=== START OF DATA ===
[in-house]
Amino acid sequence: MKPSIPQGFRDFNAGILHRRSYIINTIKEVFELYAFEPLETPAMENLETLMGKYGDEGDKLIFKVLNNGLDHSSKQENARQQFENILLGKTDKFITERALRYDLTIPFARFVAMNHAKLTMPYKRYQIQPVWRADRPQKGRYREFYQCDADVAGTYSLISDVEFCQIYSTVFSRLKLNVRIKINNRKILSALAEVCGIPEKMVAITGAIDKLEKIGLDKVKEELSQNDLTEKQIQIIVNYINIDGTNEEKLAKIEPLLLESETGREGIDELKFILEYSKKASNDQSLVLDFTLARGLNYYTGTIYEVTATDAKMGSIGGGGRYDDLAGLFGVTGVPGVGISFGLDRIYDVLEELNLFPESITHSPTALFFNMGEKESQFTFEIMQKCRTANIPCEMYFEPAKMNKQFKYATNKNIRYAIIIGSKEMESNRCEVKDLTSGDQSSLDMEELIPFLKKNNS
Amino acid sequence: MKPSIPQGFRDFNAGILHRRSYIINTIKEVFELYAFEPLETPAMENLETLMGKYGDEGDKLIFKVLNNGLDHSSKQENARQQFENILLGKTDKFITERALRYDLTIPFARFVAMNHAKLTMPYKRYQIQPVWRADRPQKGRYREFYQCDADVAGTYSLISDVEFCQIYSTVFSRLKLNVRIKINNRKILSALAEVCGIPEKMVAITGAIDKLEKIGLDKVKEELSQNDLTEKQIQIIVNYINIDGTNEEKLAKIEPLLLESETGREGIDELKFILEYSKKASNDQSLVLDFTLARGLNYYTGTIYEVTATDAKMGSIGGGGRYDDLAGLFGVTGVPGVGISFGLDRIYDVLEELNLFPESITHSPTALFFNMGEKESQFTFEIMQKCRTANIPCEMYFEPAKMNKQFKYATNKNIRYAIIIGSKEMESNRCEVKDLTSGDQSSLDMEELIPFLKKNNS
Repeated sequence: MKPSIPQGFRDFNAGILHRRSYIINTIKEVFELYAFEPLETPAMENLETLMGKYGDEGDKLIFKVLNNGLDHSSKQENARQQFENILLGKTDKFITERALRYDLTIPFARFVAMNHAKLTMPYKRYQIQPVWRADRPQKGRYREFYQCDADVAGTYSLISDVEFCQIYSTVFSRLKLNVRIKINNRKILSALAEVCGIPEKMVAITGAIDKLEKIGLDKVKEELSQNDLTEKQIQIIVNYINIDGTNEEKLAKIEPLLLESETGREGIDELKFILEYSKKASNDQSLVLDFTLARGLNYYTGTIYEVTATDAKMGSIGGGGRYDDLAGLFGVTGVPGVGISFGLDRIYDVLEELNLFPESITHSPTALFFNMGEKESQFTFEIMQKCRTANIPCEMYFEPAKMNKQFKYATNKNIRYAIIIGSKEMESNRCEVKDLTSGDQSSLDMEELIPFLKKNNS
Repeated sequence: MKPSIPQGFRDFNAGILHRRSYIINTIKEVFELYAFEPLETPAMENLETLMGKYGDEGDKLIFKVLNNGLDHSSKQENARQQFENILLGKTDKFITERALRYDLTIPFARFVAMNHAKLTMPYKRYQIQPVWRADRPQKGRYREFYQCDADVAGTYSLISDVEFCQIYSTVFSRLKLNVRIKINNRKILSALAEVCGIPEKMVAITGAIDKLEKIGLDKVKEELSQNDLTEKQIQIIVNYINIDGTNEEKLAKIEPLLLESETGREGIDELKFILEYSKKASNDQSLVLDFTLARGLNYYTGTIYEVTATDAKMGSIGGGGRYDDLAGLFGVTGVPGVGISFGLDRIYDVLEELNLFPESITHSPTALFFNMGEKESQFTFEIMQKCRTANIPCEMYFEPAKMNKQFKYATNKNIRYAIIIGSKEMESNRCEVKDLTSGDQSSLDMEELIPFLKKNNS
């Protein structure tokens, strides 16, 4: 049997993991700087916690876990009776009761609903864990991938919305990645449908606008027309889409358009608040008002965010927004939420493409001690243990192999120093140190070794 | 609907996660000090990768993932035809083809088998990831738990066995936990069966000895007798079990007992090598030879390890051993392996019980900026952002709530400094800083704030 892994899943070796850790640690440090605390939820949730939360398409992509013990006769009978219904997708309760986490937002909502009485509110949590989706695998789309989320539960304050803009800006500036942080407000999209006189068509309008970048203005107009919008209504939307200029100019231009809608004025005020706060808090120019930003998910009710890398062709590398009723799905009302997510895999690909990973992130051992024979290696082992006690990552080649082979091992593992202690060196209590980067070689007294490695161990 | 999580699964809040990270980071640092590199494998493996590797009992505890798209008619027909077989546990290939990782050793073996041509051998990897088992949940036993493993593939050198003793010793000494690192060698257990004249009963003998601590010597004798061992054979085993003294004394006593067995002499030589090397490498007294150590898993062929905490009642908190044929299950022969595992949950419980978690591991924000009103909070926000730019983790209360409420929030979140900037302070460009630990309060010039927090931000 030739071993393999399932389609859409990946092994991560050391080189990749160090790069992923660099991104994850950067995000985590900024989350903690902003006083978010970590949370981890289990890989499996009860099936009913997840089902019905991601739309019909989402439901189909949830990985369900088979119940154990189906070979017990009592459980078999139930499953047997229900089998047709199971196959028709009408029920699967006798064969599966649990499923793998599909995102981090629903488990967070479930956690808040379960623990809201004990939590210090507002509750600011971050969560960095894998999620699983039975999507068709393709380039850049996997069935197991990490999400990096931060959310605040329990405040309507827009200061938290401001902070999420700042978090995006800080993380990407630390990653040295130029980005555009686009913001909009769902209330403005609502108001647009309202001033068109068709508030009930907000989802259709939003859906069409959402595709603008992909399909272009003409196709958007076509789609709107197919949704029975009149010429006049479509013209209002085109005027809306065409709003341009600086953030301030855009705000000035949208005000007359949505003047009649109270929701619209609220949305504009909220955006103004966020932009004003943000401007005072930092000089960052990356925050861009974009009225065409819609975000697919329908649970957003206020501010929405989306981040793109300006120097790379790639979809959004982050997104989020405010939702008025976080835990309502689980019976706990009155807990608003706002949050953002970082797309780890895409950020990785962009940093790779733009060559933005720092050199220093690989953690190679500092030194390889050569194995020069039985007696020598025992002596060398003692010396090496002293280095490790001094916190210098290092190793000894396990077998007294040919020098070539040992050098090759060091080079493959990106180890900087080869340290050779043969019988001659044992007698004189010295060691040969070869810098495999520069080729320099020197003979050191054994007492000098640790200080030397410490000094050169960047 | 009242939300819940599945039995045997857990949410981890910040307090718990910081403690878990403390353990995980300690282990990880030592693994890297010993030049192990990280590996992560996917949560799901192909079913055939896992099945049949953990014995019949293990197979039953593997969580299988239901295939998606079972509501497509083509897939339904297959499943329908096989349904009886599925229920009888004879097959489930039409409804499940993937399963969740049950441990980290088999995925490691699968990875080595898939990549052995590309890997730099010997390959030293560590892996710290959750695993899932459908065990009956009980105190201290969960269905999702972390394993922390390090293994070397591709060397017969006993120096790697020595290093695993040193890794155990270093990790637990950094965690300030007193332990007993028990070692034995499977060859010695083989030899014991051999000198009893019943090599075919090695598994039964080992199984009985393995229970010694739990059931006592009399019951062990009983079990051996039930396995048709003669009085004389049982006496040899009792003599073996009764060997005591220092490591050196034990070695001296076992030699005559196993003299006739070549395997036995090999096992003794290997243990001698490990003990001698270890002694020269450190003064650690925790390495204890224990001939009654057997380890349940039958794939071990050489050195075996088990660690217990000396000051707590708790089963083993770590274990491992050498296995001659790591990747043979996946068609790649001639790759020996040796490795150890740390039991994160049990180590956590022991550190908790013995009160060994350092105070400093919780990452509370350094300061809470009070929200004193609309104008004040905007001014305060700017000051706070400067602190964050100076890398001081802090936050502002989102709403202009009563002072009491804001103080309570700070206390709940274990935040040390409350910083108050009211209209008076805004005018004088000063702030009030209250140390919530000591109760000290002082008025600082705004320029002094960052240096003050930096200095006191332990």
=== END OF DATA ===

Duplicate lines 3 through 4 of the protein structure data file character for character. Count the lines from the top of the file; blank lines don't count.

Amino acid sequence: MKPSIPQGFRDFNAGILHRRSYIINTIKEVFELYAFEPLETPAMENLETLMGKYGDEGDKLIFKVLNNGLDHSSKQENARQQFENILLGKTDKFITERALRYDLTIPFARFVAMNHAKLTMPYKRYQIQPVWRADRPQKGRYREFYQCDADVAGTYSLISDVEFCQIYSTVFSRLKLNVRIKINNRKILSALAEVCGIPEKMVAITGAIDKLEKIGLDKVKEELSQNDLTEKQIQIIVNYINIDGTNEEKLAKIEPLLLESETGREGIDELKFILEYSKKASNDQSLVLDFTLARGLNYYTGTIYEVTATDAKMGSIGGGGRYDDLAGLFGVTGVPGVGISFGLDRIYDVLEELNLFPESITHSPTALFFNMGEKESQFTFEIMQKCRTANIPCEMYFEPAKMNKQFKYATNKNIRYAIIIGSKEMESNRCEVKDLTSGDQSSLDMEELIPFLKKNNS
Repeated sequence: MKPSIPQGFRDFNAGILHRRSYIINTIKEVFELYAFEPLETPAMENLETLMGKYGDEGDKLIFKVLNNGLDHSSKQENARQQFENILLGKTDKFITERALRYDLTIPFARFVAMNHAKLTMPYKRYQIQPVWRADRPQKGRYREFYQCDADVAGTYSLISDVEFCQIYSTVFSRLKLNVRIKINNRKILSALAEVCGIPEKMVAITGAIDKLEKIGLDKVKEELSQNDLTEKQIQIIVNYINIDGTNEEKLAKIEPLLLESETGREGIDELKFILEYSKKASNDQSLVLDFTLARGLNYYTGTIYEVTATDAKMGSIGGGGRYDDLAGLFGVTGVPGVGISFGLDRIYDVLEELNLFPESITHSPTALFFNMGEKESQFTFEIMQKCRTANIPCEMYFEPAKMNKQFKYATNKNIRYAIIIGSKEMESNRCEVKDLTSGDQSSLDMEELIPFLKKNNS